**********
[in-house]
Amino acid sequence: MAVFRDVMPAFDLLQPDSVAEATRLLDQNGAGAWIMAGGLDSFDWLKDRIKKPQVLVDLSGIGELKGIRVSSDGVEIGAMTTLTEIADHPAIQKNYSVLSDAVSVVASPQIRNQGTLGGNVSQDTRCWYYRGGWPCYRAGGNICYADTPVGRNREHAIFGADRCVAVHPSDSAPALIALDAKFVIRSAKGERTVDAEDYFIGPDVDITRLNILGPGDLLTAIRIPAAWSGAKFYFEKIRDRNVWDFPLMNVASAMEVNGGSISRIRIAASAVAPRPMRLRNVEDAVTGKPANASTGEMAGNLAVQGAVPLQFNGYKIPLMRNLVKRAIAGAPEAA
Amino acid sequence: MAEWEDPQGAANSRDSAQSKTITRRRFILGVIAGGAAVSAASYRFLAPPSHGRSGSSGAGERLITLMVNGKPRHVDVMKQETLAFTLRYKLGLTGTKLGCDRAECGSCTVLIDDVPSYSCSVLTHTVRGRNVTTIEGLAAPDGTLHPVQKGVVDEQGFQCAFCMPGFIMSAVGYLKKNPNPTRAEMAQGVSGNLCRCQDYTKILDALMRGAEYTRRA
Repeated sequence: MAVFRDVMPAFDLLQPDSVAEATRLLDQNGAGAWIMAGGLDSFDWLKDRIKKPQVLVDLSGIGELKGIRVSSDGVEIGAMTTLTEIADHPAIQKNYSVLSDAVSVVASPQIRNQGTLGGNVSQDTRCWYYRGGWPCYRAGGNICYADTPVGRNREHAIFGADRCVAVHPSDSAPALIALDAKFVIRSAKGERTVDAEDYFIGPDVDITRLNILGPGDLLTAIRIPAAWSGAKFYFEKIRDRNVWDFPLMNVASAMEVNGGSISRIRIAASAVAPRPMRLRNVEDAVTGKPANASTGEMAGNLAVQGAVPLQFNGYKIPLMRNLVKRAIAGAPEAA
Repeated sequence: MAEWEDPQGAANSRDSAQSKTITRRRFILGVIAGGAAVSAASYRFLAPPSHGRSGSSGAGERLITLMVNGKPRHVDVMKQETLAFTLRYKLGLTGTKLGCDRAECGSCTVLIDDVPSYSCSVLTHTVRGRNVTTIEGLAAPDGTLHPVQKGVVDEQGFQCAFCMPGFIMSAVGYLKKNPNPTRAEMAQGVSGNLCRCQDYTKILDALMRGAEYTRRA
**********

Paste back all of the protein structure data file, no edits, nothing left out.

[in-house]
Amino acid sequence: MAVFRDVMPAFDLLQPDSVAEATRLLDQNGAGAWIMAGGLDSFDWLKDRIKKPQVLVDLSGIGELKGIRVSSDGVEIGAMTTLTEIADHPAIQKNYSVLSDAVSVVASPQIRNQGTLGGNVSQDTRCWYYRGGWPCYRAGGNICYADTPVGRNREHAIFGADRCVAVHPSDSAPALIALDAKFVIRSAKGERTVDAEDYFIGPDVDITRLNILGPGDLLTAIRIPAAWSGAKFYFEKIRDRNVWDFPLMNVASAMEVNGGSISRIRIAASAVAPRPMRLRNVEDAVTGKPANASTGEMAGNLAVQGAVPLQFNGYKIPLMRNLVKRAIAGAPEAA
Amino acid sequence: MAEWEDPQGAANSRDSAQSKTITRRRFILGVIAGGAAVSAASYRFLAPPSHGRSGSSGAGERLITLMVNGKPRHVDVMKQETLAFTLRYKLGLTGTKLGCDRAECGSCTVLIDDVPSYSCSVLTHTVRGRNVTTIEGLAAPDGTLHPVQKGVVDEQGFQCAFCMPGFIMSAVGYLKKNPNPTRAEMAQGVSGNLCRCQDYTKILDALMRGAEYTRRA
Repeated sequence: MAVFRDVMPAFDLLQPDSVAEATRLLDQNGAGAWIMAGGLDSFDWLKDRIKKPQVLVDLSGIGELKGIRVSSDGVEIGAMTTLTEIADHPAIQKNYSVLSDAVSVVASPQIRNQGTLGGNVSQDTRCWYYRGGWPCYRAGGNICYADTPVGRNREHAIFGADRCVAVHPSDSAPALIALDAKFVIRSAKGERTVDAEDYFIGPDVDITRLNILGPGDLLTAIRIPAAWSGAKFYFEKIRDRNVWDFPLMNVASAMEVNGGSISRIRIAASAVAPRPMRLRNVEDAVTGKPANASTGEMAGNLAVQGAVPLQFNGYKIPLMRNLVKRAIAGAPEAA
Repeated sequence: MAEWEDPQGAANSRDSAQSKTITRRRFILGVIAGGAAVSAASYRFLAPPSHGRSGSSGAGERLITLMVNGKPRHVDVMKQETLAFTLRYKLGLTGTKLGCDRAECGSCTVLIDDVPSYSCSVLTHTVRGRNVTTIEGLAAPDGTLHPVQKGVVDEQGFQCAFCMPGFIMSAVGYLKKNPNPTRAEMAQGVSGNLCRCQDYTKILDALMRGAEYTRRA